* It's interesting to see the same kinds of battles we fight now being fought then. On one hand you have scientists and other folks who look at the evidence and say, "Hey, we did this. We've got to try and do something to fix it." And then you have people who revile those proclamations, irritated that anyone would blame the farmers for the plight of the dust bowl. One story that threads its way through the whole book involves a group of people called the "Last Man Club," panhandle-dwellers who vowed to stay on "until the last man." The founder of the club moved to Amarillo. The parallels with modern evaluations of global climate change are hard to ignore. * It's difficult for us to imagine or understand the sheer volume of dirt in the air during the dusters. Like nothing most of us have ever seen. The storms rolled in and made it difficult to breathe or even see. People sealed up their houses against the dirt and still it came in everywhere. A new condition arose among the dust-bowl dwellers called dust pneumonia. After the third year of dust storms, doctors started seeing diseases usually reserved for men who'd spent lifetimes deep in coal mines. * Human greed can be directly recognized as the most significant factor in causing the dust bowl. To whit: people started farming the grasslands during the 1900s and 1910s. When WW2 started, Herbert Hoover (as U.S. food administrator) guaranteed $2/bushel of wheat, and the gold rush was on. With the land in the panhandle so cheap and the wheat so profitable, farmers plowed under more and more of the grasslands. After the war, the wheat price dropped precipitously, bottoming out so low that some places couldn't sell wheat at all, and it would rot in piles at grain elevators. Of course, the farmers had bought stuff on credit using the high water mark as their income, so they plowed and grew MORE wheat to try and make up the difference in price through quantity. This pushed the price even lower. Finally, wheat and drought combined to drive many farmers away, leaving the land bare and exposed to the wind. Substitute wheat for housing prices and you have a vision of the last ten years in the American real estate market. * Egan drives his story by focusing on a town, a few key figures, and the historical forces shaping the region. It's full of detail and heart, and lots of dust. The harrowing details of life during the storms hit the hardest, as with the woman who learned not to serve dinner until people were ready to sit down, as it would start accumulating a dust coating the instant it was served, or the man who believed his claustrophobia came from the fact that his infancy was spent in a crib with a damp sheet draped overhead every moment of every day. This leaves out all the poor souls who died from breathing dust or getting lost in the storms. * Very interesting, too, are the last chapters that highlight the lingering problems in the region. One of the answers to the drought, early on, was to tap the enormous Ogalala aquifer, an underground water reserve the size of Lake Erie. In the 1930s, it was impractical; now we're doing it faster than ever. Egan says at present rates, it will run out within a century. It was also during the depression that the government started farming subsidies to help keep families on land. Now, of course, farming subsidies have been perverted into corporate profits for large-scale industrial farms. I find it interesting that the region of the country most vocal about being "anti-big government" has its industry so closely tied up in a socialist program like farm subsidies. How long would those concerns survive, I wonder, if the free market really got hold?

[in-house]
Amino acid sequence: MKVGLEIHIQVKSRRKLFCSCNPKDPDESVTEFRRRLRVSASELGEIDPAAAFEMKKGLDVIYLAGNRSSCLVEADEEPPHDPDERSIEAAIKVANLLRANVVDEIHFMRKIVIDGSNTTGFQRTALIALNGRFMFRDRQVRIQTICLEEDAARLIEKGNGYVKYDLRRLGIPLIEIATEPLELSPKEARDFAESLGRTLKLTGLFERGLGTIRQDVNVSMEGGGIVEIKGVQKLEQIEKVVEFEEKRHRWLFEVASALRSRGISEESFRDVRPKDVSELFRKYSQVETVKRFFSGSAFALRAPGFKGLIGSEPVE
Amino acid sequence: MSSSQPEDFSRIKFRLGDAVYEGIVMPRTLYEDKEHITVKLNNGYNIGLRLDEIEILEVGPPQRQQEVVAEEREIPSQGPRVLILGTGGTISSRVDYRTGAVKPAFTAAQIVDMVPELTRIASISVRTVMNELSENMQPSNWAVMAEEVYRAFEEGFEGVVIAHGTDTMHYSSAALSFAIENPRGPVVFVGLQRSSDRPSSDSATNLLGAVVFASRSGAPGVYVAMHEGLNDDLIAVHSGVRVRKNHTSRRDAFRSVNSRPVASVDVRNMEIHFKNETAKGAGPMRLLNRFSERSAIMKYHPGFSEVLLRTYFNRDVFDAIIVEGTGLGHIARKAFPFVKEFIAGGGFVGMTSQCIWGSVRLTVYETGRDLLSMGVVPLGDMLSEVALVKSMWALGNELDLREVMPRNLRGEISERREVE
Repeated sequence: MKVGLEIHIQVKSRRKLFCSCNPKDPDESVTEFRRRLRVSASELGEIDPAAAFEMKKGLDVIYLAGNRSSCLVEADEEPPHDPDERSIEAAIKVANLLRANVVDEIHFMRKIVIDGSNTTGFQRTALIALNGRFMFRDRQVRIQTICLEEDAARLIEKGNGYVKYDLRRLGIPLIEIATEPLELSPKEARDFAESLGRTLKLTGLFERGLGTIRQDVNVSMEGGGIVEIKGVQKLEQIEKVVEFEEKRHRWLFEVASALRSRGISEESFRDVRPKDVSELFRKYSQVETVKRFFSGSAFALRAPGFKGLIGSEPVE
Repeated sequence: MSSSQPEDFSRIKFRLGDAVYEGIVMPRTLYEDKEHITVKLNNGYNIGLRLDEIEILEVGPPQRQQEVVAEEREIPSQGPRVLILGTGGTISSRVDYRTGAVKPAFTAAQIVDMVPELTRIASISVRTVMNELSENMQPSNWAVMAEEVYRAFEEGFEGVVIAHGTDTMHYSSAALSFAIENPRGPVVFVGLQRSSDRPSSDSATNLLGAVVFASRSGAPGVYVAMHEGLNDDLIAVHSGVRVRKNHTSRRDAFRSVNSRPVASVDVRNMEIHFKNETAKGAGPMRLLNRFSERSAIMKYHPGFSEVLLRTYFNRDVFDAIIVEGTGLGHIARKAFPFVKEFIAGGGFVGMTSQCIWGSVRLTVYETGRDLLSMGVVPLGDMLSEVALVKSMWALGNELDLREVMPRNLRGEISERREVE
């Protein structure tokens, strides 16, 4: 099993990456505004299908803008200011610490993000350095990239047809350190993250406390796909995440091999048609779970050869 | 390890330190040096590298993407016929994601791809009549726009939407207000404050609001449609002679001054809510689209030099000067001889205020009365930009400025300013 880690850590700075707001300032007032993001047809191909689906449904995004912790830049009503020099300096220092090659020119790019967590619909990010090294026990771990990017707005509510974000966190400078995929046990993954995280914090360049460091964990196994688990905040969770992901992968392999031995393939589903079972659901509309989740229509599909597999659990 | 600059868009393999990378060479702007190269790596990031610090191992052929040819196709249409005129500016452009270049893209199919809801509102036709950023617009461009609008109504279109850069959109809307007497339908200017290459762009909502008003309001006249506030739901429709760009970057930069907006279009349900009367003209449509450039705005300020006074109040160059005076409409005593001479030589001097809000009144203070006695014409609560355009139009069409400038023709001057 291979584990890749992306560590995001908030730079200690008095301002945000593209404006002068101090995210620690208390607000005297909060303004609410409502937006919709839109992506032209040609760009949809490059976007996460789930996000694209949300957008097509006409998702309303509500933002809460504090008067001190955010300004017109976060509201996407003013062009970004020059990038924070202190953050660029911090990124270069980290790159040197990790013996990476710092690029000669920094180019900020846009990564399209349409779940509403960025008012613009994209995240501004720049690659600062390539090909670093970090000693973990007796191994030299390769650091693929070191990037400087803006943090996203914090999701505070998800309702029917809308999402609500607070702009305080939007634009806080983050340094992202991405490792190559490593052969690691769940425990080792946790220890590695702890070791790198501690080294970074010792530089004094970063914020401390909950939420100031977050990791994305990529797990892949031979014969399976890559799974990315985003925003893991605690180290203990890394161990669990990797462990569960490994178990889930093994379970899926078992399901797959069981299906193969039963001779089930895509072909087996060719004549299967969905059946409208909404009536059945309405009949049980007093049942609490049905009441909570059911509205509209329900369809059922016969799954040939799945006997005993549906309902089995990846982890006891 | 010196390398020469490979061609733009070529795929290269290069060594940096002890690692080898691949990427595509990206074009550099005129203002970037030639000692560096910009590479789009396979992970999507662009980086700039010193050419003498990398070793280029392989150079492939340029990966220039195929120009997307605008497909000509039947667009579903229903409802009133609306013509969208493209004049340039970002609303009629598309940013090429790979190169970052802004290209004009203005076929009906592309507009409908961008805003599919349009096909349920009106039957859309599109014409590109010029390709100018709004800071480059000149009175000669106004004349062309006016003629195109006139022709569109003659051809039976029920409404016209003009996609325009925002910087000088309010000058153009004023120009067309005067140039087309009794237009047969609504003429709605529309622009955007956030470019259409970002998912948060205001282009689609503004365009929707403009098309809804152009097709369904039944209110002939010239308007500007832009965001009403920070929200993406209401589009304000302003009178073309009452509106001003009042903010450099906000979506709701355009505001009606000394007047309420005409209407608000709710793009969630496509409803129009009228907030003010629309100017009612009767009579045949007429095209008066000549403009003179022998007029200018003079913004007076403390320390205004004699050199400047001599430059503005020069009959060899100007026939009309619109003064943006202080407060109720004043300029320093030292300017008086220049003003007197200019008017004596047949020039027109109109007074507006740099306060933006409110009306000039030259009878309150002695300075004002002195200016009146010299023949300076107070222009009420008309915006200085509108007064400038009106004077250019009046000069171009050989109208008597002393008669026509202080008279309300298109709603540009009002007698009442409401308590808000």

Narrator, Peter Lawlor does an excellent job. His subdued southern accent works well for the narrator voice, and he does just enough characterization to give the first-hand accounts a distinct sound.